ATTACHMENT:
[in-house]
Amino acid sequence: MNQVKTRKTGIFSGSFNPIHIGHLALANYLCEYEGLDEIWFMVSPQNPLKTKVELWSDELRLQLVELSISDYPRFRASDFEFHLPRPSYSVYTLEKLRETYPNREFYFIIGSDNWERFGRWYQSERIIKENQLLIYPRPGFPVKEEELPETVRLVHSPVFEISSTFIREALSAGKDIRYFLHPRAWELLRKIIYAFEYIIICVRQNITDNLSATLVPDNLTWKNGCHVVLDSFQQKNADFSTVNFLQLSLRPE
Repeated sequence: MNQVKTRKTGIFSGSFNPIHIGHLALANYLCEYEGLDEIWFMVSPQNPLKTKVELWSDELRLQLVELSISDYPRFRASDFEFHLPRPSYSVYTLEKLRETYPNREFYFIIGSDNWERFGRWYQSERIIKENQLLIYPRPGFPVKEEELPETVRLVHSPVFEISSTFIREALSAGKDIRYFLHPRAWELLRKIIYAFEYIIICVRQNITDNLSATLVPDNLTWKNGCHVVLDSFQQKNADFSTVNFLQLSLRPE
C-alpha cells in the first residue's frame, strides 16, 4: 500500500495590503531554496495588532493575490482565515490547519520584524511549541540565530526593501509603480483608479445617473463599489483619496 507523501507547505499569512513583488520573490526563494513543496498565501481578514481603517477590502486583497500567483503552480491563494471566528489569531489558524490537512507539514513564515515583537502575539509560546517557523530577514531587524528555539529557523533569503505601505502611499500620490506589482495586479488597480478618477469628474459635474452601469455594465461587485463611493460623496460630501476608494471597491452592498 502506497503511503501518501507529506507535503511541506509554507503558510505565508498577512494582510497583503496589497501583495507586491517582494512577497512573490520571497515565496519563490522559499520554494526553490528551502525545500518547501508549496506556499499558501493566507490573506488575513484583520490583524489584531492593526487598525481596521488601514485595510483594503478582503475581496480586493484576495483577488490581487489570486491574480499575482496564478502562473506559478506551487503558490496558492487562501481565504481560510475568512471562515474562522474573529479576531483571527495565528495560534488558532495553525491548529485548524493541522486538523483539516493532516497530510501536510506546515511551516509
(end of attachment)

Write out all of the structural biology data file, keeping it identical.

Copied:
[in-house]
Amino acid sequence: MNQVKTRKTGIFSGSFNPIHIGHLALANYLCEYEGLDEIWFMVSPQNPLKTKVELWSDELRLQLVELSISDYPRFRASDFEFHLPRPSYSVYTLEKLRETYPNREFYFIIGSDNWERFGRWYQSERIIKENQLLIYPRPGFPVKEEELPETVRLVHSPVFEISSTFIREALSAGKDIRYFLHPRAWELLRKIIYAFEYIIICVRQNITDNLSATLVPDNLTWKNGCHVVLDSFQQKNADFSTVNFLQLSLRPE
Repeated sequence: MNQVKTRKTGIFSGSFNPIHIGHLALANYLCEYEGLDEIWFMVSPQNPLKTKVELWSDELRLQLVELSISDYPRFRASDFEFHLPRPSYSVYTLEKLRETYPNREFYFIIGSDNWERFGRWYQSERIIKENQLLIYPRPGFPVKEEELPETVRLVHSPVFEISSTFIREALSAGKDIRYFLHPRAWELLRKIIYAFEYIIICVRQNITDNLSATLVPDNLTWKNGCHVVLDSFQQKNADFSTVNFLQLSLRPE
C-alpha cells in the first residue's frame, strides 16, 4: 500500500495590503531554496495588532493575490482565515490547519520584524511549541540565530526593501509603480483608479445617473463599489483619496 507523501507547505499569512513583488520573490526563494513543496498565501481578514481603517477590502486583497500567483503552480491563494471566528489569531489558524490537512507539514513564515515583537502575539509560546517557523530577514531587524528555539529557523533569503505601505502611499500620490506589482495586479488597480478618477469628474459635474452601469455594465461587485463611493460623496460630501476608494471597491452592498 502506497503511503501518501507529506507535503511541506509554507503558510505565508498577512494582510497583503496589497501583495507586491517582494512577497512573490520571497515565496519563490522559499520554494526553490528551502525545500518547501508549496506556499499558501493566507490573506488575513484583520490583524489584531492593526487598525481596521488601514485595510483594503478582503475581496480586493484576495483577488490581487489570486491574480499575482496564478502562473506559478506551487503558490496558492487562501481565504481560510475568512471562515474562522474573529479576531483571527495565528495560534488558532495553525491548529485548524493541522486538523483539516493532516497530510501536510506546515511551516509